Then, suddenly, someone realizes that this extra capacity has made something new possible. Suddenly, the Internet is ubiquitous enough that Google Docs is acceptable. Suddenly, bandwidth is fast enough that YouTube is possible. Suddenly, Google has enough sheer CPU hours to do a search engine via voice recognition.

There are other ways in which change happens, but it is the nature of the beast for technology to change.

In other words, what you just said is roughly equivalent to this. [xkcd.com] I'm not so much disagreeing with you as saying "Duh!"

So no, I don't think that "streaming BitTorrent" will be that earth-shattering. It will be cool -- it might even become as cool as YouTube. But if you have some perspective, YouTube is hardly the biggest thing that ever happened to the Internet.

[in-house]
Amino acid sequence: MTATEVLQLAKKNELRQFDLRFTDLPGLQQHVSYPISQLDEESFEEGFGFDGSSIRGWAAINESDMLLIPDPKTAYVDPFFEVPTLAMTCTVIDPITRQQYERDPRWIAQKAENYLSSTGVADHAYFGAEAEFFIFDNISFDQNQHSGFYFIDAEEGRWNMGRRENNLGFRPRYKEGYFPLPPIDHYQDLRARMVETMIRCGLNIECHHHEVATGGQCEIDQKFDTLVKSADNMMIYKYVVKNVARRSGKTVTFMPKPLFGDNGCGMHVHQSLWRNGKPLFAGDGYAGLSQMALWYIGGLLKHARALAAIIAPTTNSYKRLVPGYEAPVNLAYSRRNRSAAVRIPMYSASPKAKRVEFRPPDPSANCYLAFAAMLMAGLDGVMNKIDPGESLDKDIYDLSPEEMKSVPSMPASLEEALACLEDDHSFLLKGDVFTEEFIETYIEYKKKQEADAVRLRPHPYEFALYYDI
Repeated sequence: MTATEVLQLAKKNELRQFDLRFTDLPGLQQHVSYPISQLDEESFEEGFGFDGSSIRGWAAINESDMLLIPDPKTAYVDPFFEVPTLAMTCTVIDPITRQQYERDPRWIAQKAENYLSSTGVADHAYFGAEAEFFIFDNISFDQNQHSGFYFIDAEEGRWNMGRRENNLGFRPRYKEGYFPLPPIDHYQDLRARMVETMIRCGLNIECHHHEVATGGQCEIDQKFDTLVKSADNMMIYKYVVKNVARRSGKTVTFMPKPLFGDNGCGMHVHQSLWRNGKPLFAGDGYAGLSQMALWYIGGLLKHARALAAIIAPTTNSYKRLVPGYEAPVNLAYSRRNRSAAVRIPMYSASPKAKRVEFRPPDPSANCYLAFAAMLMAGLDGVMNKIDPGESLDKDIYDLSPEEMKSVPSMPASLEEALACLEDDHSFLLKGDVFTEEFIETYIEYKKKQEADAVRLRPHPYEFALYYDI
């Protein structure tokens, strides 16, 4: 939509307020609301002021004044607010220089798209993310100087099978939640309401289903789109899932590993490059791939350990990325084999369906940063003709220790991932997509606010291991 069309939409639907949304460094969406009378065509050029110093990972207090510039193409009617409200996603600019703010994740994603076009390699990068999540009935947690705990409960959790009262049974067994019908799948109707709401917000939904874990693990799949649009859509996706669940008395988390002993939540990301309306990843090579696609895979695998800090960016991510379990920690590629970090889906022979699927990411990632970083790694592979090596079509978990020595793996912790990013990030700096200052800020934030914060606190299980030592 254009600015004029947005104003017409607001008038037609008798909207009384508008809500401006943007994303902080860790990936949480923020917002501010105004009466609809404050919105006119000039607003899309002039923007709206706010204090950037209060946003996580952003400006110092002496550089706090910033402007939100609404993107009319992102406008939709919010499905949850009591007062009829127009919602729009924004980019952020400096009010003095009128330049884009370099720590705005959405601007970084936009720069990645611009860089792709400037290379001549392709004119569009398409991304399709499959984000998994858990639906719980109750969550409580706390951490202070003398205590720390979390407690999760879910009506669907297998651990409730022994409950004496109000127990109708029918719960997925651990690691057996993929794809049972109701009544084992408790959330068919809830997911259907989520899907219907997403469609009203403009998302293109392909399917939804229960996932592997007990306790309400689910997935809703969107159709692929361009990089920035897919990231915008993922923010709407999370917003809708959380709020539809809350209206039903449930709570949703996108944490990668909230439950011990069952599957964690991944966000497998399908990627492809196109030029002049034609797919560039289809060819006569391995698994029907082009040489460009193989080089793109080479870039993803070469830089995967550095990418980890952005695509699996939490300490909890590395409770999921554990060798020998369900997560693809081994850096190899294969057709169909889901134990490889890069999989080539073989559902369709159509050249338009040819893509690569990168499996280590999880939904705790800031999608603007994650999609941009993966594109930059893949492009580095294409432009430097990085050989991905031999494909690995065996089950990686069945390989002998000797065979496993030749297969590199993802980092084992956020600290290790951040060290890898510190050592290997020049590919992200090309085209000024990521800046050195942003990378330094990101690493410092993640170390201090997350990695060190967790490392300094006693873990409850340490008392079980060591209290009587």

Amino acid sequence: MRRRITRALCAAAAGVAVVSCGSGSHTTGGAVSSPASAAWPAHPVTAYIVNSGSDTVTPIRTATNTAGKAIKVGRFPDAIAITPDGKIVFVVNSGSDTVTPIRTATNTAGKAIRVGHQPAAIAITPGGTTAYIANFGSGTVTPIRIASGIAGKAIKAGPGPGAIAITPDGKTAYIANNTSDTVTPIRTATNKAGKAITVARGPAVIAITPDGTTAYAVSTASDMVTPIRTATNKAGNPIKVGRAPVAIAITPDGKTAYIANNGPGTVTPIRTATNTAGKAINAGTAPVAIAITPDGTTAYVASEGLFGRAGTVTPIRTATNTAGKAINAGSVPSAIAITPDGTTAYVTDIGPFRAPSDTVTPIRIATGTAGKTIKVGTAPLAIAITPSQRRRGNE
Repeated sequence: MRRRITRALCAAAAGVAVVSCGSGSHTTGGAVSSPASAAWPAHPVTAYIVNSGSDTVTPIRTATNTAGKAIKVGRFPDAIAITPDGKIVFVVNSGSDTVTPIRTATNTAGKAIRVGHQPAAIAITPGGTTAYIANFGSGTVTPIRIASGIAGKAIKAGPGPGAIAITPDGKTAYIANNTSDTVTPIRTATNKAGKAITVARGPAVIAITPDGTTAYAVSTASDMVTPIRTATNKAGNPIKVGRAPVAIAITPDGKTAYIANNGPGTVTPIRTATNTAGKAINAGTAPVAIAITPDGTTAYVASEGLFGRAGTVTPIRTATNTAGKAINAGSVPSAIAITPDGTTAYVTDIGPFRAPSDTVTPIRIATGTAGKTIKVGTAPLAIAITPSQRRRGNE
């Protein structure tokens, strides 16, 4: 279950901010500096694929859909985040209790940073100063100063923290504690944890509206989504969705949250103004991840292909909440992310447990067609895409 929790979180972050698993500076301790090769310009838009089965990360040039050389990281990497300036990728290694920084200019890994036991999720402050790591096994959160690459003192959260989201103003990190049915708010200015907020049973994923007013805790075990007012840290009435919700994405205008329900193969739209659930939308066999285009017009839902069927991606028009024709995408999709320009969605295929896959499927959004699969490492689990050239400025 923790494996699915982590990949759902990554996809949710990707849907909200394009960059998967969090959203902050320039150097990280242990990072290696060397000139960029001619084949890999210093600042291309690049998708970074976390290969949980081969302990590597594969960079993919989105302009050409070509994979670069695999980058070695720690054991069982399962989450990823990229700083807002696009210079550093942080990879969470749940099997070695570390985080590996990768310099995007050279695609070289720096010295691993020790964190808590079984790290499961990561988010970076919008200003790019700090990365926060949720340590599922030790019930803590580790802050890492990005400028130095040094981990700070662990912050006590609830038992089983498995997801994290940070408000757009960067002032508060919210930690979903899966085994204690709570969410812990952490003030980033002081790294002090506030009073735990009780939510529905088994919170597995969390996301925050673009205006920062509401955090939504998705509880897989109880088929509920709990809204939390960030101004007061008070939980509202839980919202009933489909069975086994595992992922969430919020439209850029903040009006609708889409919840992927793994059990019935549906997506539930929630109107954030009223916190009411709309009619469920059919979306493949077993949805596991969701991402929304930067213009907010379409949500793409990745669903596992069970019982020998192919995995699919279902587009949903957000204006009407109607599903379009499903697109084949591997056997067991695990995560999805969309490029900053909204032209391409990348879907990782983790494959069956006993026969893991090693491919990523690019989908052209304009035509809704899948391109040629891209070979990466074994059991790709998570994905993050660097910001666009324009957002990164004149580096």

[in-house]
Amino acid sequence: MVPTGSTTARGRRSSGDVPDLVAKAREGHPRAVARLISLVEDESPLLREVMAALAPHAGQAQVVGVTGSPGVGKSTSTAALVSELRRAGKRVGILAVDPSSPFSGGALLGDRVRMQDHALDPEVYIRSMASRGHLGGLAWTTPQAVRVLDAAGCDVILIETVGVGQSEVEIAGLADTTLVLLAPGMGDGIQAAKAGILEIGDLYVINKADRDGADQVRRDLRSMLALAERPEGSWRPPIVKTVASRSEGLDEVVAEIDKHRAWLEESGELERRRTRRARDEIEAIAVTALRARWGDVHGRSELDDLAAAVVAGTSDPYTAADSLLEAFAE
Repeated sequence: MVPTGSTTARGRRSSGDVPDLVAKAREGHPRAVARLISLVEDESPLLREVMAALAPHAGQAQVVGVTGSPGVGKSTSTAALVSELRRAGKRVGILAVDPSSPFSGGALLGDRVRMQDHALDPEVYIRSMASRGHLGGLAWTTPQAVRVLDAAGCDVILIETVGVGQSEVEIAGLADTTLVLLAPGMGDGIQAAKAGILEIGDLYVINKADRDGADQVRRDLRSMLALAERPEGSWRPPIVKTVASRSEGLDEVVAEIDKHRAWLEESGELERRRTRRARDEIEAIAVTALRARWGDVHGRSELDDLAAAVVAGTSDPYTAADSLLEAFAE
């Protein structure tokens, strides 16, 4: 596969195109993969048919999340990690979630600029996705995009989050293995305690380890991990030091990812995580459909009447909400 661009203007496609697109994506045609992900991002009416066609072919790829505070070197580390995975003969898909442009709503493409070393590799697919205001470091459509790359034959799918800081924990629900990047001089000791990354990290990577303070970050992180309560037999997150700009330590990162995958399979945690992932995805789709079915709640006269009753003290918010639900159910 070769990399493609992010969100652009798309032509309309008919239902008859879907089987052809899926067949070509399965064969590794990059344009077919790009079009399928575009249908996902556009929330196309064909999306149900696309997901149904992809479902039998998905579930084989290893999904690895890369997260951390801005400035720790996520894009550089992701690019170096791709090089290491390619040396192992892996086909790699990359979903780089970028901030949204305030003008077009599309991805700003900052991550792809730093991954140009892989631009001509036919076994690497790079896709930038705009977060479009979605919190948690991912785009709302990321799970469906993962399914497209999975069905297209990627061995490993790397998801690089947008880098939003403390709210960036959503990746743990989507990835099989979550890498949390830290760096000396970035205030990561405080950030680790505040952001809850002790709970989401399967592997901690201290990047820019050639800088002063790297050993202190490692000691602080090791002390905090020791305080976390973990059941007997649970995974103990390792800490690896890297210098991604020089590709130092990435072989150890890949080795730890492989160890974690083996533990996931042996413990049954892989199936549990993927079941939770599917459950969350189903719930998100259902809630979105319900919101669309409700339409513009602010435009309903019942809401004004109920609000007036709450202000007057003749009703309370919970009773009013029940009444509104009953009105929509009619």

Will this ever be usable in the US? (1)

LM741N (258038) | more than 6 years ago | (#24249083)

US ISP's are throttling (oh, excuse me- giving the customer a "better experience") ordinary BT now. What are they going to do when this comes around to fruition? Will only Europeans be able to use it?

Re:Will this ever be usable in the US? (1)

lattyware (934246) | more than 6 years ago | (#24249249)

Europeans? I don't know if you are aware, but Europe is not generally that great either. Some places have it good, but the UK, for example, has worse connectivity than the US by a long shot, and they throttle and traffic shape.

Re:Will this ever be usable in the US? (1)

SanityInAnarchy (655584) | more than 6 years ago | (#24251319)